Early Blind Snakes: Anomalepididae
Behavior And Reproduction
Scientists know little about their behavior in the wild but suspect that they remain active all year and mainly at night. In captivity, the snakes stay underground most of the time. When picked up by a person, an early blind snake defends itself by squirming and twisting its body and then releasing body waste —both of which may cause the person to lose grip or let go of the snake. If it has a spine-tipped tail, the snake will also jab it into the person's hand.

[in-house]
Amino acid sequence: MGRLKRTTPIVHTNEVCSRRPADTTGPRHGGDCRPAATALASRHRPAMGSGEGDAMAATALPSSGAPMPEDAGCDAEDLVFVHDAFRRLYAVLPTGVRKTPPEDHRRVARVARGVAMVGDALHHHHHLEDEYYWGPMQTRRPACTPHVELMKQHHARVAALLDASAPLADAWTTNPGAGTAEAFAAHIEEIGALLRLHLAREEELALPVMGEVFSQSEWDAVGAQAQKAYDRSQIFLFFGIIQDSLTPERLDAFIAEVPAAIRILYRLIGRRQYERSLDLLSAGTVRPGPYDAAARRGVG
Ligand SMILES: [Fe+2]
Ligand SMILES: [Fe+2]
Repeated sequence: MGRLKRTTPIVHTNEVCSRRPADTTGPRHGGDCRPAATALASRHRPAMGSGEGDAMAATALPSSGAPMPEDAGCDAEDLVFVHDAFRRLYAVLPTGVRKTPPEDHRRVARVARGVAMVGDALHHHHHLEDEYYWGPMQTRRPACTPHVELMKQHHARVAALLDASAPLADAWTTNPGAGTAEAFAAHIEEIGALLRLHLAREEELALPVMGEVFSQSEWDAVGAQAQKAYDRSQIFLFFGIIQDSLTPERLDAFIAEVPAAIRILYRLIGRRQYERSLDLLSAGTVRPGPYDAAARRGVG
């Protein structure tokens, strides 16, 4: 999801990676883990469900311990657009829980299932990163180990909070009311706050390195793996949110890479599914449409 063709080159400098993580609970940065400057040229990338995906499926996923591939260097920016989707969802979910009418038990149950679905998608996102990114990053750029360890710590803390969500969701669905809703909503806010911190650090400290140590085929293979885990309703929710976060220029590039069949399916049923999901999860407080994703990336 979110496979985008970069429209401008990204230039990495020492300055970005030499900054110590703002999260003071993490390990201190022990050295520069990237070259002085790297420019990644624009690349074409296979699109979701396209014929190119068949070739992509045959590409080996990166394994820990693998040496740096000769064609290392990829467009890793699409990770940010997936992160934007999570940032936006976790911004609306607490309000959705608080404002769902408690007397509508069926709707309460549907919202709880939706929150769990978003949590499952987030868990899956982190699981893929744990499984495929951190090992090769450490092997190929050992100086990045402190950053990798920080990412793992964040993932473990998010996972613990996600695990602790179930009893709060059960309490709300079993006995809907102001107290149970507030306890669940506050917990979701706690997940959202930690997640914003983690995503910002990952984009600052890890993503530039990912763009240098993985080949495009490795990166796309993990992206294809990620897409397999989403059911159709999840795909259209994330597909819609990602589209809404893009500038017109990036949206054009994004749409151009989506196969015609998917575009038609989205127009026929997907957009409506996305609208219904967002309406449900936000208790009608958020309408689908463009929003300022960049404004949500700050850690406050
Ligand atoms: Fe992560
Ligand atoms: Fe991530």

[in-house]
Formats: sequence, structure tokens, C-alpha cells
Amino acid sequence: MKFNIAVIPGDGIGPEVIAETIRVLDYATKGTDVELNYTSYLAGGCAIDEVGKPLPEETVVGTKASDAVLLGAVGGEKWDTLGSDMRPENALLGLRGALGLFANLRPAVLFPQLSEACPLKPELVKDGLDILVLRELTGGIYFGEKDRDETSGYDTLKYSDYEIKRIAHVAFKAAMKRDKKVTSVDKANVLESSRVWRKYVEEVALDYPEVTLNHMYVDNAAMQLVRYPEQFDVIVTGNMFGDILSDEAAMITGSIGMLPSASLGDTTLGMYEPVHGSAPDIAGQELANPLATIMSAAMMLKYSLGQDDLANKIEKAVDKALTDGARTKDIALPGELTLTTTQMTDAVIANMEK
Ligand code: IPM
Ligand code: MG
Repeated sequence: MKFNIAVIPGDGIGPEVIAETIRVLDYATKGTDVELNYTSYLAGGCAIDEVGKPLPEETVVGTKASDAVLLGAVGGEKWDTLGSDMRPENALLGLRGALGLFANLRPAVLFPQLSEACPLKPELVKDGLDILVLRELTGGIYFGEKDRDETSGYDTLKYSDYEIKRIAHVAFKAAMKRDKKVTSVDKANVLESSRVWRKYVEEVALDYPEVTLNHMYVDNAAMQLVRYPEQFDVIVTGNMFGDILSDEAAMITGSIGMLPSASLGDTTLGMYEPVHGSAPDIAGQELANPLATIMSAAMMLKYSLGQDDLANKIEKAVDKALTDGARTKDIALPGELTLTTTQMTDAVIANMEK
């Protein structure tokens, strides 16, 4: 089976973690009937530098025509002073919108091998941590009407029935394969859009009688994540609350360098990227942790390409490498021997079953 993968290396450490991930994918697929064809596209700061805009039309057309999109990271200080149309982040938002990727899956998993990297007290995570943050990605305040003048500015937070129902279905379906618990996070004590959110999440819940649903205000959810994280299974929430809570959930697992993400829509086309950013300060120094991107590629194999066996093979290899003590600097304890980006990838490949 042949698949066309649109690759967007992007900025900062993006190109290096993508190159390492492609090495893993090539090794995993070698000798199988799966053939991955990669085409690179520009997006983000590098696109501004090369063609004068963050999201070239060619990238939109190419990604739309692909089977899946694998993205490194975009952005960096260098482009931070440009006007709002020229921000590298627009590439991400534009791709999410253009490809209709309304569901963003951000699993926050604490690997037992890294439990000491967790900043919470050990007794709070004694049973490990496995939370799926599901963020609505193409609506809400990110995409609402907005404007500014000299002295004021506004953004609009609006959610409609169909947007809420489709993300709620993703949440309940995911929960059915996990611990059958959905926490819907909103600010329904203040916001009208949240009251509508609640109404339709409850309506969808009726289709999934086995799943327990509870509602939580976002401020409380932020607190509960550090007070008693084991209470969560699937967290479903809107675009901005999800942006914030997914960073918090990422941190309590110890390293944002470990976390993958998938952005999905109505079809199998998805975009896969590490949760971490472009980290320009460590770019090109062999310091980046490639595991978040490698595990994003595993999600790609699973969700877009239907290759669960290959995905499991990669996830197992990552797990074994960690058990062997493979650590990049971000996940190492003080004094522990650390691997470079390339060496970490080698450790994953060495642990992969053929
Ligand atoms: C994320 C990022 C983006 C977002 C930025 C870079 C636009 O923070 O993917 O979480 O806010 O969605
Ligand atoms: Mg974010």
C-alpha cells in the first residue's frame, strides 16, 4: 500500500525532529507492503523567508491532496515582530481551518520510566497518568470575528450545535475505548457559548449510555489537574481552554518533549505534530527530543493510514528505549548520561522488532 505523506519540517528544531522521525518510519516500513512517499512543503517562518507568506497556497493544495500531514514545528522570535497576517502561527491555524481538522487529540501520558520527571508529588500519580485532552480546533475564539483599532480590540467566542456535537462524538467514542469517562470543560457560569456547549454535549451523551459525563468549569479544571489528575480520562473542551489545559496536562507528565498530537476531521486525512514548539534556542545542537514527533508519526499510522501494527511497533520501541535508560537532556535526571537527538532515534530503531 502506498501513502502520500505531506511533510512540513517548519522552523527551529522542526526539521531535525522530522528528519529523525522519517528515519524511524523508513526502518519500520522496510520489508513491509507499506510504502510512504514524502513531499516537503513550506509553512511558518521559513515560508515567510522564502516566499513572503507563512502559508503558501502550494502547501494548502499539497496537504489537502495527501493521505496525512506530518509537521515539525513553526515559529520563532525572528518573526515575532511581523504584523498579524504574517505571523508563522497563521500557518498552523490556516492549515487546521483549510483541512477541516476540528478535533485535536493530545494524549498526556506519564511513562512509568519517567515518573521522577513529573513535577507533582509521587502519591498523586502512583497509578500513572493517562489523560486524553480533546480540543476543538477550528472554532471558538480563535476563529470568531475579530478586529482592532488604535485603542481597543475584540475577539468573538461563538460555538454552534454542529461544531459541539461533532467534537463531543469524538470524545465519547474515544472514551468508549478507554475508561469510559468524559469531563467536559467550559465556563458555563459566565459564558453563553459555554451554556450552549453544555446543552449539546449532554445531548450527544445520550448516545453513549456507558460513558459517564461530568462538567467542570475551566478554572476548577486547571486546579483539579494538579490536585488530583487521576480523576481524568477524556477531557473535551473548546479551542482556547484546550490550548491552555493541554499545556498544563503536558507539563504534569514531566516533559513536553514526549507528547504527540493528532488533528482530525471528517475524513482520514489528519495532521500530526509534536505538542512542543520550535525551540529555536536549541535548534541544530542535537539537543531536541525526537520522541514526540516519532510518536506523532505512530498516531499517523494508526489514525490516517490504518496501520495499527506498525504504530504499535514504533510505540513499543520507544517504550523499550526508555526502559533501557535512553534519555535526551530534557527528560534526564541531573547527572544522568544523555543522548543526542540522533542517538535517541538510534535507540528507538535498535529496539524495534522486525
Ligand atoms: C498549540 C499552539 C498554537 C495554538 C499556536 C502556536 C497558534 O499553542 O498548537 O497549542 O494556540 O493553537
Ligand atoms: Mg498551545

Snake researchers guess that the early blind snakes probably lay eggs rather than give birth to live babies, but they have not studied them enough to be sure. No information is available on when or how the snakes mate or on how many young they have.
- Early Blind Snakes: Anomalepididae - Lesser Blind Snake (liotyphlops Ternetzii): Species Account
- Early Blind Snakes: Anomalepididae - Habitat
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Animal Life ResourceDinosaurs, Snakes, and Other ReptilesEarly Blind Snakes: Anomalepididae - Physical Characteristics, Geographic Range, Habitat, Behavior And Reproduction, Lesser Blind Snake (liotyphlops Ternetzii): Species Account - DIET, EARLY BLIND SNAKES AND PEOPLE, CONSERVATION STATUS